A long time ago a little town made up of a collection of low huts stood in a tiny green valley at the foot of a cliff. Of course the people had taken great care to build their houses out of reach of the highest tide which might be driven on shore by a west wind, but on the very edge of the town there had sprung up a tree so large that half its boughs hung over the huts and the other half over the deep sea right under the cliff, where sharks loved to come and splash in the clear water. The branches of the tree itself were laden with fruit, and every day at sunrise a big grey monkey might have been seen sitting in the topmost branches having his breakfast, and chattering to himself with delight.
After he had eaten all the fruit on the town side of the tree the monkey swung himself along the branches to the part which hung over the water. While he was looking out for a nice shady place where he might perch comfortably he noticed a shark watching him from below with greedy eyes.
‘Can I do anything for you, my friend?’ asked the monkey politely.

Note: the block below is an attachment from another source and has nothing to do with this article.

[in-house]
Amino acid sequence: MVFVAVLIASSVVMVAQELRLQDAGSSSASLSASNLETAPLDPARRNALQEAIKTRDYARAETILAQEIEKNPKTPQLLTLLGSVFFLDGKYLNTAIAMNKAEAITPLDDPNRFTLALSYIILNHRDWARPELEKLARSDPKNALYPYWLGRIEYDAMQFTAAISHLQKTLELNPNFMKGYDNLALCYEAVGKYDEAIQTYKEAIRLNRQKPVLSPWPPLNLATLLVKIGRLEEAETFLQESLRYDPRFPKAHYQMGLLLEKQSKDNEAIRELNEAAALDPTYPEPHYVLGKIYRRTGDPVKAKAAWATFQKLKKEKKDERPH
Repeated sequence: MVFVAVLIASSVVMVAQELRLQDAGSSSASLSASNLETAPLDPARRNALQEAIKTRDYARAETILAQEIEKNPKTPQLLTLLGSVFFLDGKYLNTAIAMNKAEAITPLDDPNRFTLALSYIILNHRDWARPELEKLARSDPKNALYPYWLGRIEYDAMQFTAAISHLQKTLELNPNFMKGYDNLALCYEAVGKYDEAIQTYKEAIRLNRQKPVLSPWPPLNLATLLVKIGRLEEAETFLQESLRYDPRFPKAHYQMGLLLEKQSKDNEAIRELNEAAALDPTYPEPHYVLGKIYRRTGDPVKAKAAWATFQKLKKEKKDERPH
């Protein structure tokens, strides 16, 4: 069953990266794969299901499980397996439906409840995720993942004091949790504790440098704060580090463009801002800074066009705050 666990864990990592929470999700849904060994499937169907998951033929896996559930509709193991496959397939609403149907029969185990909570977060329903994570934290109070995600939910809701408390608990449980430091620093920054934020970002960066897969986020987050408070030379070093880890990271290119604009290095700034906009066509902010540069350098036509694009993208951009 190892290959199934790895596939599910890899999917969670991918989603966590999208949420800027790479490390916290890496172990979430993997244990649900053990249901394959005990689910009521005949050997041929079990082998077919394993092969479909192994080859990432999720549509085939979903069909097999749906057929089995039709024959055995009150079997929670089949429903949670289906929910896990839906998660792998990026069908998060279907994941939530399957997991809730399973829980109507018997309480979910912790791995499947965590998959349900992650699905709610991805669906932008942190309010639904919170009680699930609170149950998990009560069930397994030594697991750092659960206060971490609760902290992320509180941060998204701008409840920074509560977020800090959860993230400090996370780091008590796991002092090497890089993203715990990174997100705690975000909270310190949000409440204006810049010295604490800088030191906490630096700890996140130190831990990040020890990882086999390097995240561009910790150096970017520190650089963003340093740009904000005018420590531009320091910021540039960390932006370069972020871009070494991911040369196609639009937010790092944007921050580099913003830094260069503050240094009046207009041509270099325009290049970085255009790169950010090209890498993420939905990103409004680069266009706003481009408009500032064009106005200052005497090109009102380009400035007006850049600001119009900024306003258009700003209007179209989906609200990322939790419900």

‘Oh! if you only would thrown me down some of those delicious things, I should be so grateful,’ answered the shark. ‘After you have lived on fish for fifty years you begin to feel you would like a change. And I am so very, very tired of the taste of salt.’
‘Well, I don’t like salt myself,’ said the monkey; ‘so if you will open your mouth I will throw this beautiful juicy kuyu into it,’ and, as he spoke, he pulled one off the branch just over his head. But it was not so easy to hit the shark’s mouth as he supposed, even when the creature had turned on his back, and the first kuyu only struck one of his teeth and rolled into the water. However, the second time the monkey had better luck, and the fruit fell right in.
‘Ah, how good!’ cried the shark. ‘Send me another, please.’ And the monkey grew tired of picking the kuyu long before the shark was tired of eating them.